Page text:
RUACH – in Hebrew meaning ‘wind’ or ‘spirit’

Some thoughts on the leadership role of Boards of Directors:

I have been told of a lovely Hebrew word ‘ruach’ which, translated, talked to me of the power of the human spirit, of wind, of sailing and of soaring. It talked to me of human potential, of positive willing human energy with all its possibilities. Learn how to harness it and humans can really fly.

With a jet ski – fast and noisy, greedy for precious petrol – our strategic horizons are limited to a few kilometres.

But on a yacht we catch the wind in our sails and we can circle the world three times for nothing.

In a car – however expensive, with speed limits and bounds of safety – our strategic horizons are a few hundred kilometres a day.

When we use the free lift that air gives us when we fly, we can travel to the other end of the world … and back.

Our possibilities are unlimited, endless, infinite…

– With wind when we set our sails
– With the lift we get from air when we tip our wings
– With boundless human energy, ‘ruach’, human spirit
.
When the fuel is power – the power one has over another, our horizons are near and the costs are high.

If this somewhat lyrical proposition is true and we believe implicitly that it can be proven, then what is the leadership role of a Board?

Most importantly it must do all that it can to ensure that the craft is a yacht and not a jet ski, that it is an aeroplane and not a car.  And, if it is a yacht, that it has an auxiliary motor for “in case”.

And it must be seaworthy and airworthy. And the skipper or the captain and his crew must truly understand wind, airlift and human spirit.

All that, in our definition, is leading.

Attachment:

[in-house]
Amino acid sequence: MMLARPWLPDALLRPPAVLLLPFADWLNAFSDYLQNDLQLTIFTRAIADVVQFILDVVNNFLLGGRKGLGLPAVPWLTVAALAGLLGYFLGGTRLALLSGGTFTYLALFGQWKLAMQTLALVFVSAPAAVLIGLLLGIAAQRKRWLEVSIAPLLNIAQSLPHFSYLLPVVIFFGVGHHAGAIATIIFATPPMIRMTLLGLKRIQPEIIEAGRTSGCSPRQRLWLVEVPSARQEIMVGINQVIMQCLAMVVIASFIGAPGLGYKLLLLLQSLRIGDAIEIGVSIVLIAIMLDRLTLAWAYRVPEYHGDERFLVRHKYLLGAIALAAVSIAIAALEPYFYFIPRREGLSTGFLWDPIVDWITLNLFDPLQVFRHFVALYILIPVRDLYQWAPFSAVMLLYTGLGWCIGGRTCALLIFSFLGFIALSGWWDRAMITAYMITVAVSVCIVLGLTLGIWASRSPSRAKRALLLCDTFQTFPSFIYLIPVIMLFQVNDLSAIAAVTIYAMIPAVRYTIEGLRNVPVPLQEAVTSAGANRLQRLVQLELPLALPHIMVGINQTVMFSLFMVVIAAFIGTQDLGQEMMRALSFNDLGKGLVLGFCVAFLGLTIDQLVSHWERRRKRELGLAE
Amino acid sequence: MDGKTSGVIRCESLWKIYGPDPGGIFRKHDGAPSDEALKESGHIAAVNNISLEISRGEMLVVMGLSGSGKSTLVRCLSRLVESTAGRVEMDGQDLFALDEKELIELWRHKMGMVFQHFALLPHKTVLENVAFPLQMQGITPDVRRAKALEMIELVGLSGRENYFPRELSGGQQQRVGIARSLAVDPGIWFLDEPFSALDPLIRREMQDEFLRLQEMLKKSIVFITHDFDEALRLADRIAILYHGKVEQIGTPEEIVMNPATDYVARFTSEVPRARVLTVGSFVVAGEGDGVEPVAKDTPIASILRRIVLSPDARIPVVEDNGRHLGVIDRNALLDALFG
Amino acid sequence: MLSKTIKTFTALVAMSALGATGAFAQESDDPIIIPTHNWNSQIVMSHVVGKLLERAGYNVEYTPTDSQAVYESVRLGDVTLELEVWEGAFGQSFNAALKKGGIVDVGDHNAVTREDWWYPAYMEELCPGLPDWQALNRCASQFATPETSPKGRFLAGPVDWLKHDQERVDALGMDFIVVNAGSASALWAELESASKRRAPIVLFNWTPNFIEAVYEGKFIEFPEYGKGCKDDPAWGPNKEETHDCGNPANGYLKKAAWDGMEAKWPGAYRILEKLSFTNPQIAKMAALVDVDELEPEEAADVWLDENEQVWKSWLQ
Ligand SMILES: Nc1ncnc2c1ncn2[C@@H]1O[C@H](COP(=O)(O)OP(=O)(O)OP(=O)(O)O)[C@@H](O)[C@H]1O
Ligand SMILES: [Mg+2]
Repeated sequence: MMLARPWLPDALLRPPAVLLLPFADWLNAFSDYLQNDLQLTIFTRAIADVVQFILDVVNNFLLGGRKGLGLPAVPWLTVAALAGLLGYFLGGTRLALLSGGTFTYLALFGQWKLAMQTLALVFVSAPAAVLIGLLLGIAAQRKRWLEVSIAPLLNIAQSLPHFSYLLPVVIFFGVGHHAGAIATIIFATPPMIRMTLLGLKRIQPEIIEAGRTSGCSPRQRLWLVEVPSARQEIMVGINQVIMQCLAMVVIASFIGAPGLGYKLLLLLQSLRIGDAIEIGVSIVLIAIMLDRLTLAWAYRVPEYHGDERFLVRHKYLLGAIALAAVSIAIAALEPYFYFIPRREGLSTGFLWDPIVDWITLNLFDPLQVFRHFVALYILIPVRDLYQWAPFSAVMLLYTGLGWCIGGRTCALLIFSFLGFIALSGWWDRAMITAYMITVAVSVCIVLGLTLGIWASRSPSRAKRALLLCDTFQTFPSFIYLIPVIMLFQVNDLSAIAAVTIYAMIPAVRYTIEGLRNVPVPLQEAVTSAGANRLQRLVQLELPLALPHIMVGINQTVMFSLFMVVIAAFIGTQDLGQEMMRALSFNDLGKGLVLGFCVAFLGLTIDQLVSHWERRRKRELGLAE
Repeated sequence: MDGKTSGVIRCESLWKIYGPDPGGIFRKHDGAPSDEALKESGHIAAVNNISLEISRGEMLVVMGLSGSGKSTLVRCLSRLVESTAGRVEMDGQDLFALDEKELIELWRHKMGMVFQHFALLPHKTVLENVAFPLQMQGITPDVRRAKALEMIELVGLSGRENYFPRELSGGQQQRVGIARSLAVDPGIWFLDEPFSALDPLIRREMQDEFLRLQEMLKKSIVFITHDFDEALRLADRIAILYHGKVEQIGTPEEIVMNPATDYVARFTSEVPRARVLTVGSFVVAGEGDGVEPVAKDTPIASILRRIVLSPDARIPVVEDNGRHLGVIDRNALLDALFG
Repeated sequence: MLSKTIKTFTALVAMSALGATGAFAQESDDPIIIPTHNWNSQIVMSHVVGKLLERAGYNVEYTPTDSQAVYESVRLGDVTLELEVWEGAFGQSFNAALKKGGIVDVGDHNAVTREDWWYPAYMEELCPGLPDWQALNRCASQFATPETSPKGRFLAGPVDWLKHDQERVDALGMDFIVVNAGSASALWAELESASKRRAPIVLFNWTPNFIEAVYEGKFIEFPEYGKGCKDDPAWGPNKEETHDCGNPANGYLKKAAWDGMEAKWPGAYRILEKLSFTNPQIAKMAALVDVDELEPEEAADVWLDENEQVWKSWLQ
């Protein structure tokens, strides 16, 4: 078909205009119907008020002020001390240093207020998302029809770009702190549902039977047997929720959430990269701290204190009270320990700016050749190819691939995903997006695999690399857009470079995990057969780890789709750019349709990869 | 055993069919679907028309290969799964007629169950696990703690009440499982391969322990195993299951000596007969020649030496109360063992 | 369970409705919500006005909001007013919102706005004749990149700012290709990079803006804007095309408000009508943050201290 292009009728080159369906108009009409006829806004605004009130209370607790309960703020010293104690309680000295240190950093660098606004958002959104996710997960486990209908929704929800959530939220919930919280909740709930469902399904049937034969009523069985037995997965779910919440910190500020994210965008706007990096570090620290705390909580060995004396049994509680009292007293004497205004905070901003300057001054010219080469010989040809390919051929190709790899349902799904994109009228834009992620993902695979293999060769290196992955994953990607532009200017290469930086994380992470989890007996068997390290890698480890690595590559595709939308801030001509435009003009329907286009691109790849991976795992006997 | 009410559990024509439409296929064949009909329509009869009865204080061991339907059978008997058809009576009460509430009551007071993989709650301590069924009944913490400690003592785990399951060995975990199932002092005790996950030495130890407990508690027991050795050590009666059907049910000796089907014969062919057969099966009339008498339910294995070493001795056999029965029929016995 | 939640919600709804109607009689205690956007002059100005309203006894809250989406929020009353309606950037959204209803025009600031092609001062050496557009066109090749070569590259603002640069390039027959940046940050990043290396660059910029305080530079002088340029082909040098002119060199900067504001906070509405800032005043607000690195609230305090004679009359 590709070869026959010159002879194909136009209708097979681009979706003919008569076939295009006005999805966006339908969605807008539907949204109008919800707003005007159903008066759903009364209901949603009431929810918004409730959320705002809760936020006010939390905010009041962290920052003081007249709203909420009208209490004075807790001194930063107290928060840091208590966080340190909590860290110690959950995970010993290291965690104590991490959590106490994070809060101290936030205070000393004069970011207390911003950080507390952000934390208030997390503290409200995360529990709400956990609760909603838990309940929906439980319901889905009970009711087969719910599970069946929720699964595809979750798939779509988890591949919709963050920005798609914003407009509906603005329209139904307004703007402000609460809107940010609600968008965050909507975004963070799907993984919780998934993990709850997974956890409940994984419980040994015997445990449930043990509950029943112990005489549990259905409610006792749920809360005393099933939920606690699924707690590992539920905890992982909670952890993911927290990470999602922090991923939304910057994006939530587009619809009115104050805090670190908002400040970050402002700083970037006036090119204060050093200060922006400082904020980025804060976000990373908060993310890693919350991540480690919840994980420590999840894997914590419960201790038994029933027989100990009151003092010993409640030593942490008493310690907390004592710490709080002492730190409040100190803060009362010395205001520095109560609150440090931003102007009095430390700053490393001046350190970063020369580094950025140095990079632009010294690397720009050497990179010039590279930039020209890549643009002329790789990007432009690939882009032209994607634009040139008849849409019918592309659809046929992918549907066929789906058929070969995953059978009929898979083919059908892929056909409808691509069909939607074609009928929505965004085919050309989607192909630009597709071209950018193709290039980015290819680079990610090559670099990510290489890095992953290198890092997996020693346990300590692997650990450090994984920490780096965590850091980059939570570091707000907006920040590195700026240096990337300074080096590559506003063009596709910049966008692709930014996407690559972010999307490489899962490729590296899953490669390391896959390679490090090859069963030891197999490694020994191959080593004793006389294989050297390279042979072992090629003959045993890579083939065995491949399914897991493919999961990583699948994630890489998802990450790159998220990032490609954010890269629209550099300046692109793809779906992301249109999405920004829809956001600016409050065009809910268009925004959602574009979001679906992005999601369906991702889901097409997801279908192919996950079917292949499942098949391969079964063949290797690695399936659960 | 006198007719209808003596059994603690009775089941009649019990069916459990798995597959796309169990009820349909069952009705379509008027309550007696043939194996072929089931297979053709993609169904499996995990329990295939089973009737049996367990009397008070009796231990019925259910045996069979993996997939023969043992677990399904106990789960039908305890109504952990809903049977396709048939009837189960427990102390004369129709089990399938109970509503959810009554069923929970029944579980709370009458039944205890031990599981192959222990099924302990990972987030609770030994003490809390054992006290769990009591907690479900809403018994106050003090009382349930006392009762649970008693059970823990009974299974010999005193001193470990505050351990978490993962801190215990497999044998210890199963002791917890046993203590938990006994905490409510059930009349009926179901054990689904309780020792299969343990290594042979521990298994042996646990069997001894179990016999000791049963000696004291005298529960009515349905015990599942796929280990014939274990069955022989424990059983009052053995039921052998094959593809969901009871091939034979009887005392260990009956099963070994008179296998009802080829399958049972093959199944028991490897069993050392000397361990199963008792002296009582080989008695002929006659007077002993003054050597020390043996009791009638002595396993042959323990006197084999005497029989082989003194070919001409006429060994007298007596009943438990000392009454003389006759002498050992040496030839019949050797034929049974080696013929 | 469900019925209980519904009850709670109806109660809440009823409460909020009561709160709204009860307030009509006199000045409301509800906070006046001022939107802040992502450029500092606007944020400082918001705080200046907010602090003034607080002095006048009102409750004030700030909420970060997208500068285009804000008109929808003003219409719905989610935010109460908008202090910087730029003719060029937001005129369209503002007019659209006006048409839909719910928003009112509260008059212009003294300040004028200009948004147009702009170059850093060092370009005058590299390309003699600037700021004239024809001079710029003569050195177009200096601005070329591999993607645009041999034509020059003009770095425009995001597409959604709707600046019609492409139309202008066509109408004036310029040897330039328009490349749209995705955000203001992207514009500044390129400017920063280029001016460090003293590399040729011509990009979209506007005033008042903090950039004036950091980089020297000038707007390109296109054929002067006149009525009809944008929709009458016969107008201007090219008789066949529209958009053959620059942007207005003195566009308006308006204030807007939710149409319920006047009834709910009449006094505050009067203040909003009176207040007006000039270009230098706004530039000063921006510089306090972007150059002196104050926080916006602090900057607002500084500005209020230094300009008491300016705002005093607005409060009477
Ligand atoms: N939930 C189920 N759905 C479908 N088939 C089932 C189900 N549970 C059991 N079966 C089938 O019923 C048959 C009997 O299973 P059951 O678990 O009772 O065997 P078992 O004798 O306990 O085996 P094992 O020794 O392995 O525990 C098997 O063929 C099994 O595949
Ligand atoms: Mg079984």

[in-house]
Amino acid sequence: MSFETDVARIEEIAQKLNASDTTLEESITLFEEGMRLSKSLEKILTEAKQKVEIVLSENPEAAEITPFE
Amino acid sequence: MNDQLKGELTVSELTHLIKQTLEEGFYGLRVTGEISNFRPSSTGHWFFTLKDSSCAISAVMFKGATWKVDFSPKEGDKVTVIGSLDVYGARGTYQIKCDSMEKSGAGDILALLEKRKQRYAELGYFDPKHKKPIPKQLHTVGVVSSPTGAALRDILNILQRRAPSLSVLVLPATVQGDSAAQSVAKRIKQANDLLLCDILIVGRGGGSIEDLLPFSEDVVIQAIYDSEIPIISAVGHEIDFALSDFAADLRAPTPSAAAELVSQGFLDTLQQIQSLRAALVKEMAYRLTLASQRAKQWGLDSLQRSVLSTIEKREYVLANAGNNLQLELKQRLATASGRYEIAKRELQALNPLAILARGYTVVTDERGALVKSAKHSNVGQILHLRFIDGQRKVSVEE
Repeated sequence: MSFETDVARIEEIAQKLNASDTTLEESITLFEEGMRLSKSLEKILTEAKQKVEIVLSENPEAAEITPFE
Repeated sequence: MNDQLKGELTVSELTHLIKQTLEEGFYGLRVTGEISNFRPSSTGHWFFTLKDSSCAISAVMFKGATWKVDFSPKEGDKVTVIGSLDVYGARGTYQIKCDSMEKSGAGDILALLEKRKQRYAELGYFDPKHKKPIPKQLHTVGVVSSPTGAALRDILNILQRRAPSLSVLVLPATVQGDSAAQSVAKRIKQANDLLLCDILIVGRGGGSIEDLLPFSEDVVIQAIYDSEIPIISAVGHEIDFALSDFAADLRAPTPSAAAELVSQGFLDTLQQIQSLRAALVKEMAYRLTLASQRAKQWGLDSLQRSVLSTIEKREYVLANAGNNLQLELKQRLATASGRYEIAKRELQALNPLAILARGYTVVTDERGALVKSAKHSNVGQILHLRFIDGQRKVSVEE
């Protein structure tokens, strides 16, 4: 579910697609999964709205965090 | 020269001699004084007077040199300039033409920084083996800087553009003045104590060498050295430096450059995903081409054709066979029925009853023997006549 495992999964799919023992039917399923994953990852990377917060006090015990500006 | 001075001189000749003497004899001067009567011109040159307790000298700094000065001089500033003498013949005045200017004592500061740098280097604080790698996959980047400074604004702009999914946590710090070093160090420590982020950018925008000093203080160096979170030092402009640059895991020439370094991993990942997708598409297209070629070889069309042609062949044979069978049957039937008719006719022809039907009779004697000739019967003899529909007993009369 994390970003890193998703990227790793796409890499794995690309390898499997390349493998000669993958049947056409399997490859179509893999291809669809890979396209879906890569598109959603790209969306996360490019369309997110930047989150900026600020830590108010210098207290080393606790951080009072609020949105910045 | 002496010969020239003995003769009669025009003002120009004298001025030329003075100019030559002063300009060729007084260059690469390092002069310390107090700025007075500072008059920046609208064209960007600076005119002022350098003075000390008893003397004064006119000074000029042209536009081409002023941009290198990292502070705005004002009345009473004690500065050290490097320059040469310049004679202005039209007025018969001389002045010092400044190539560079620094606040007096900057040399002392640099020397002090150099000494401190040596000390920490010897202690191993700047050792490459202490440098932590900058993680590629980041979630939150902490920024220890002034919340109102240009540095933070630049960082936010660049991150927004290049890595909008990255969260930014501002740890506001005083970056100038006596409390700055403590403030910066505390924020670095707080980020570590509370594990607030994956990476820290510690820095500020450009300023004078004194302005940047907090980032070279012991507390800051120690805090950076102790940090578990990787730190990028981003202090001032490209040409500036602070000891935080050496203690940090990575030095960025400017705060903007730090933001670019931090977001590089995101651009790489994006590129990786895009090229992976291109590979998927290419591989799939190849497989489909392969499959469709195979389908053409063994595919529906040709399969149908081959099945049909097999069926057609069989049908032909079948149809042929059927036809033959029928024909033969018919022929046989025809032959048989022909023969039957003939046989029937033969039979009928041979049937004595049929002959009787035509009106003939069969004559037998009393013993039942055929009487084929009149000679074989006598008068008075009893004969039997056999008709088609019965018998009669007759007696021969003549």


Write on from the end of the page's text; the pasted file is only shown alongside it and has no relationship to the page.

Is that all?

Unfortunately the answer is NO. We have a management role too. We have to be sure that all the passengers – the stakeholders – are aboard and comfortable. Since moving creates risk, and weather conditions are not always favourable, we have to ensure that all the serious risks are adequately covered – life-belts, lifeboats, parachutes, and marine insurance.

Sadly, but realistically, we have to acknowledge that even good experienced skippers make mistakes, take excessive risks and dangerous short cuts, and even cheat on the answers they give.

All this is called good corporate governance. We call it management.

A Board, which is truly leading and managing, is a good Board and deserves the fees it earns.

We use a lovely piece of anonymous poetry, adapted slightly.

When I reach the edge of all the light in my life and I step out into the darkness beyond, I need to know one of two things:
Either you will have created a safe place upon which I can stand,
Or you will have taught me how to fly
… or both

A Board that has created the rock of good corporate governance that is well managed, and leaders who encourage the team to fly, has done an almost legendary job.

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